#12 1980 Lamborghini Athon
Following the ups and downs of Lamborghini, Bertone came up with this rather strange roadster, deliberately taking the roadster concept to extremes. The general proportions of the model, and in particular the rear of the car, tend to underline the sheer power of the engine, and this sensation is enhanced by the treatment given to the wings. The ample windscreen, with its pronounced double curve, and original chromatic effect, is a central styling element.
#11 1995 Lancia Kayak
The Kayak, presented for the first time at the 1995 Geneva Motor Show, was a Bertone interpretation of a modern Lancia coupé in line with the traditions of the manufacturer. The car is a modern reworking of the style canons of the Italian coupé, of the great cars of the 1950’s and 1960’s. In our opinion, the Kayak is the better Lancia Kappa Coupé which never was.
#10 1974 Lamborghini Bravo
In the first half of the 1970’s the energy crisis hit the car market, and as everyone ran for cover, the designers were forced to scale down their work too. However, in 1974, at the Turin Motor Show, Bertone presented the Lamborghini Bravo, a prototype with a central transversally-mounted engine, using the same mechanics as the Urraco. At a difficult time like this, when the use of even the most economic car was curtailed by the energy restrictions, the Lamborghini Bravo came across as a provocation. The car featured some very interesting design and functional elements, like its total visibility window surfaces, a classic in Bertone’s repertoire.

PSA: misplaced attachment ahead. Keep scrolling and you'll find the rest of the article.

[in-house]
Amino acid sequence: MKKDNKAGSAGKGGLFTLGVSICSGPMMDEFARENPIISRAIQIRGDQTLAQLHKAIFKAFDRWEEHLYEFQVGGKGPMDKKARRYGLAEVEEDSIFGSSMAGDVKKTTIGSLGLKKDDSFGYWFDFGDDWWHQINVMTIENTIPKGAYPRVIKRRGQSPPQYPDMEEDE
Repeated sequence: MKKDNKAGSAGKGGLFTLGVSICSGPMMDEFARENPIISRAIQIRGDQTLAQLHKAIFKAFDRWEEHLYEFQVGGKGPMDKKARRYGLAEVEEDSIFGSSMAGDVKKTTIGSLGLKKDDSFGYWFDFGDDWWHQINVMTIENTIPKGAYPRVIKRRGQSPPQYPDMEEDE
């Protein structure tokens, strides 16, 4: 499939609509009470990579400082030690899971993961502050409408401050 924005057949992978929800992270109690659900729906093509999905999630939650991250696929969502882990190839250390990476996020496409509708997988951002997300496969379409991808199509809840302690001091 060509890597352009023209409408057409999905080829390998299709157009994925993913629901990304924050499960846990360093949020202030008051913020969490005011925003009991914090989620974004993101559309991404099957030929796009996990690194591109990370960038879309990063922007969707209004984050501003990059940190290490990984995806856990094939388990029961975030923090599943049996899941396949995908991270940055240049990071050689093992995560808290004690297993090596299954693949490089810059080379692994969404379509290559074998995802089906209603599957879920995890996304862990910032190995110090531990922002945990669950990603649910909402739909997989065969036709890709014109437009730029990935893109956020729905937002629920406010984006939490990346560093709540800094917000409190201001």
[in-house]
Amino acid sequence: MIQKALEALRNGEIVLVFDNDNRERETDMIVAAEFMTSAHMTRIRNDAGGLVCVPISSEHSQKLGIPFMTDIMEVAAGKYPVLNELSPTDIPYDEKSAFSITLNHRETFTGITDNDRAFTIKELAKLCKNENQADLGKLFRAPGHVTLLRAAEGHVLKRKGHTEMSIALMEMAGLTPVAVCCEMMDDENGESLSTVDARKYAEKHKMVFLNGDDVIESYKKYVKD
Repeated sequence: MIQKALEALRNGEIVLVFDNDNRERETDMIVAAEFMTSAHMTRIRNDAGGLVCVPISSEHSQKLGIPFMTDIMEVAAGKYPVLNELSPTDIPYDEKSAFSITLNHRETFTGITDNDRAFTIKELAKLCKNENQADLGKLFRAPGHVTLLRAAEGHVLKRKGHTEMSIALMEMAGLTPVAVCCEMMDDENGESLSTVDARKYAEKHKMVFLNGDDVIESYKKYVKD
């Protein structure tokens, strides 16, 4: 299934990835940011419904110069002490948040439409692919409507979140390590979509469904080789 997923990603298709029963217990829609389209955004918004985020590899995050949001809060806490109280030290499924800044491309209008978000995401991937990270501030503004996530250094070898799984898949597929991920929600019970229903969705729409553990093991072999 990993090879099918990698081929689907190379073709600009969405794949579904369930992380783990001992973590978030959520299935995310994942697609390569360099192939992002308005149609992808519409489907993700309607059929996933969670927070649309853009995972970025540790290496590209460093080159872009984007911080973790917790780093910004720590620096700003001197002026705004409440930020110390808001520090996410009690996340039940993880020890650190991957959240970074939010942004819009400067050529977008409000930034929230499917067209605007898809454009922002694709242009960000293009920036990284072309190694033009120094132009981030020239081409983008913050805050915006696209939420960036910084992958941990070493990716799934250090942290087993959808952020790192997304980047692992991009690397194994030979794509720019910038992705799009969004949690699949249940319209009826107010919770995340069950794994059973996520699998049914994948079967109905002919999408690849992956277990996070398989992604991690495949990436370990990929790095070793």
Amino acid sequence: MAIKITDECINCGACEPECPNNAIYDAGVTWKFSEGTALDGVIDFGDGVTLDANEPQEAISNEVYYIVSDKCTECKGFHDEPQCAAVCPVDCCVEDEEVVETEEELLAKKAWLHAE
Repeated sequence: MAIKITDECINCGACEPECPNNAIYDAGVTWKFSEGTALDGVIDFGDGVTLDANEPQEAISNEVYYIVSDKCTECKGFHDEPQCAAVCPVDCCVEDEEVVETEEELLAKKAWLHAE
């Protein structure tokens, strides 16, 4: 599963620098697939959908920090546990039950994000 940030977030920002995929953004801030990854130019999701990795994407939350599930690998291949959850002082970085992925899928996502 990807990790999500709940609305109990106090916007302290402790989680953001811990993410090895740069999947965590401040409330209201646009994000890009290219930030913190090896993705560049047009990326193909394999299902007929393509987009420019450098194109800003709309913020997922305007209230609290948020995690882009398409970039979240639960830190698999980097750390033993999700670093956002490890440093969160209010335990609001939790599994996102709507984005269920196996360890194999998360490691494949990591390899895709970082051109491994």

#09 1967 Lamborghini Marzal
Designed by Marcello Gandini, it was created to supply Ferruccio Lamborghini with a true four-seater car for his lineup which already included the 400GT 2+2 and the Miura. The car’s main styling feature is the design of the doors, which balance the proportions of front and rear in a harmonious whole. The car’s aesthetics were completely Photo courtesy of Tom Wood
#08 1968 Alfa Romeo Carabo
Built on the Alfa Romeo 33 chassis with a centrally-mounted engine, it became a style classic, known for its creativity and original features, some of which contribute to its legendary standing. Design features like its tight lines, tapering front blending in seamlessly with the windscreen, and the air inlets and outlets.
#07 1955 Alfa Romeo B.A.T. 9
The BAT 9 is the third concept car built on the chassis of the Alfa Romeo 1900 presented at the Turin motor show in 1955. For this car Nuccio Bertone asked Franco Scaglione to evolve the aesthetic concepts of the B.A.T. 5 and 7, again on the chassis of the Alfa Romeo 1900C, to try to make it more similar to a car suitable for production.
#06 2011 Jaguar B99
Oh yes, at rank 06, probably too high for many. The Jaguar B99 represents, for Jaguar lovers (like me) the true heir of the XJ. It is simply beautiful. It was first shown to the public on the Bertone stand at the 2011 Geneva Motor Show. The 4-door saloon was shown in two versions: compact executive (B99) and grand tourer (B99 GT). It was designed by Bertone’s Michael Robinson and Adrian Griffiths and was based more on traditional Jaguars of the Geoff Lawson era compared to more recent Jaguars designed by Ian Callum.